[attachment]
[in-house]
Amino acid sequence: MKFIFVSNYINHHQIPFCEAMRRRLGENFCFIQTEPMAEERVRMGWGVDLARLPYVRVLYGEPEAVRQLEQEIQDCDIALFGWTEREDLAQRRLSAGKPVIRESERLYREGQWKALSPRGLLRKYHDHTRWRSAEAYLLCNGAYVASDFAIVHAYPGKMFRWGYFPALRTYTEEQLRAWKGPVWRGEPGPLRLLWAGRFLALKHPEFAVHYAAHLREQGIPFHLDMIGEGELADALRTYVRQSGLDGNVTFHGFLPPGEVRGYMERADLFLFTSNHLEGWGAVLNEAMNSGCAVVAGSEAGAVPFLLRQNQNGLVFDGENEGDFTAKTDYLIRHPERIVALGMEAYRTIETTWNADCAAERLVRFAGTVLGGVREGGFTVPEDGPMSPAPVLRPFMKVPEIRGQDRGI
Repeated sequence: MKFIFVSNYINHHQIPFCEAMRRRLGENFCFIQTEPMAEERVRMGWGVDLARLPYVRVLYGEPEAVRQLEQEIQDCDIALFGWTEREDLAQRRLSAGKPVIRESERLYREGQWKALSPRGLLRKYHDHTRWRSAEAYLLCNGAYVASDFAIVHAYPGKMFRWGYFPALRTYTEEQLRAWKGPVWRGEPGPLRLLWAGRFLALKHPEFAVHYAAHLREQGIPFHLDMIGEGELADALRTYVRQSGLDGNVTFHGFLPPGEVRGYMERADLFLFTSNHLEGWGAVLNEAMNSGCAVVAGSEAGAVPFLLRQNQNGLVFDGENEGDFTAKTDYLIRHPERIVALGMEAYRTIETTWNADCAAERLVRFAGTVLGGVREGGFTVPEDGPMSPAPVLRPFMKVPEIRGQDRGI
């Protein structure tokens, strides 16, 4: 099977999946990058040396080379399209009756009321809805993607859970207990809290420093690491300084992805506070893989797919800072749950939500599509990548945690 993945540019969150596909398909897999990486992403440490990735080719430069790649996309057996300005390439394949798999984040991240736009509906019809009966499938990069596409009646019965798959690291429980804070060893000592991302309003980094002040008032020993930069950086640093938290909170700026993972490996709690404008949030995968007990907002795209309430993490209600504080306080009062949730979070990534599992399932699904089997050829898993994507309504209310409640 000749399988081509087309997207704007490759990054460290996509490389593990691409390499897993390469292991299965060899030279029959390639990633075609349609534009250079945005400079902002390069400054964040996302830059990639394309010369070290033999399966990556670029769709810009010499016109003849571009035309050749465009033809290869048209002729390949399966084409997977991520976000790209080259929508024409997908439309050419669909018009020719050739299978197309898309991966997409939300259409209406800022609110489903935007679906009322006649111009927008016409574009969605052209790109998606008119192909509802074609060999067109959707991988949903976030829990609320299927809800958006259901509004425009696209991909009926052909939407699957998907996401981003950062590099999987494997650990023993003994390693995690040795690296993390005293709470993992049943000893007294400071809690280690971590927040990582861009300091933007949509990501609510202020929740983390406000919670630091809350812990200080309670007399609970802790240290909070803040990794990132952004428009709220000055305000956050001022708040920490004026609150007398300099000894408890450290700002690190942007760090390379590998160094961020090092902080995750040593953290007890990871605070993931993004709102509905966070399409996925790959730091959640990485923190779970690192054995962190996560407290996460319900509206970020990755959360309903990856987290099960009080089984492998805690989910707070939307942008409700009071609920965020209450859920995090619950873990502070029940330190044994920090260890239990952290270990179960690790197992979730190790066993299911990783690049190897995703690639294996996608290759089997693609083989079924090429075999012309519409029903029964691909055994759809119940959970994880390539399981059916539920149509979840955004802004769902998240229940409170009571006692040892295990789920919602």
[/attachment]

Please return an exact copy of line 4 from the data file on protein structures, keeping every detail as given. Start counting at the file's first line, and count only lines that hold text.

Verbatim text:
């Protein structure tokens, strides 16, 4: 099977999946990058040396080379399209009756009321809805993607859970207990809290420093690491300084992805506070893989797919800072749950939500599509990548945690 993945540019969150596909398909897999990486992403440490990735080719430069790649996309057996300005390439394949798999984040991240736009509906019809009966499938990069596409009646019965798959690291429980804070060893000592991302309003980094002040008032020993930069950086640093938290909170700026993972490996709690404008949030995968007990907002795209309430993490209600504080306080009062949730979070990534599992399932699904089997050829898993994507309504209310409640 000749399988081509087309997207704007490759990054460290996509490389593990691409390499897993390469292991299965060899030279029959390639990633075609349609534009250079945005400079902002390069400054964040996302830059990639394309010369070290033999399966990556670029769709810009010499016109003849571009035309050749465009033809290869048209002729390949399966084409997977991520976000790209080259929508024409997908439309050419669909018009020719050739299978197309898309991966997409939300259409209406800022609110489903935007679906009322006649111009927008016409574009969605052209790109998606008119192909509802074609060999067109959707991988949903976030829990609320299927809800958006259901509004425009696209991909009926052909939407699957998907996401981003950062590099999987494997650990023993003994390693995690040795690296993390005293709470993992049943000893007294400071809690280690971590927040990582861009300091933007949509990501609510202020929740983390406000919670630091809350812990200080309670007399609970802790240290909070803040990794990132952004428009709220000055305000956050001022708040920490004026609150007398300099000894408890450290700002690190942007760090390379590998160094961020090092902080995750040593953290007890990871605070993931993004709102509905966070399409996925790959730091959640990485923190779970690192054995962190996560407290996460319900509206970020990755959360309903990856987290099960009080089984492998805690989910707070939307942008409700009071609920965020209450859920995090619950873990502070029940330190044994920090260890239990952290270990179960690790197992979730190790066993299911990783690049190897995703690639294996996608290759089997693609083989079924090429075999012309519409029903029964691909055994759809119940959970994880390539399981059916539920149509979840955004802004769902998240229940409170009571006692040892295990789920919602």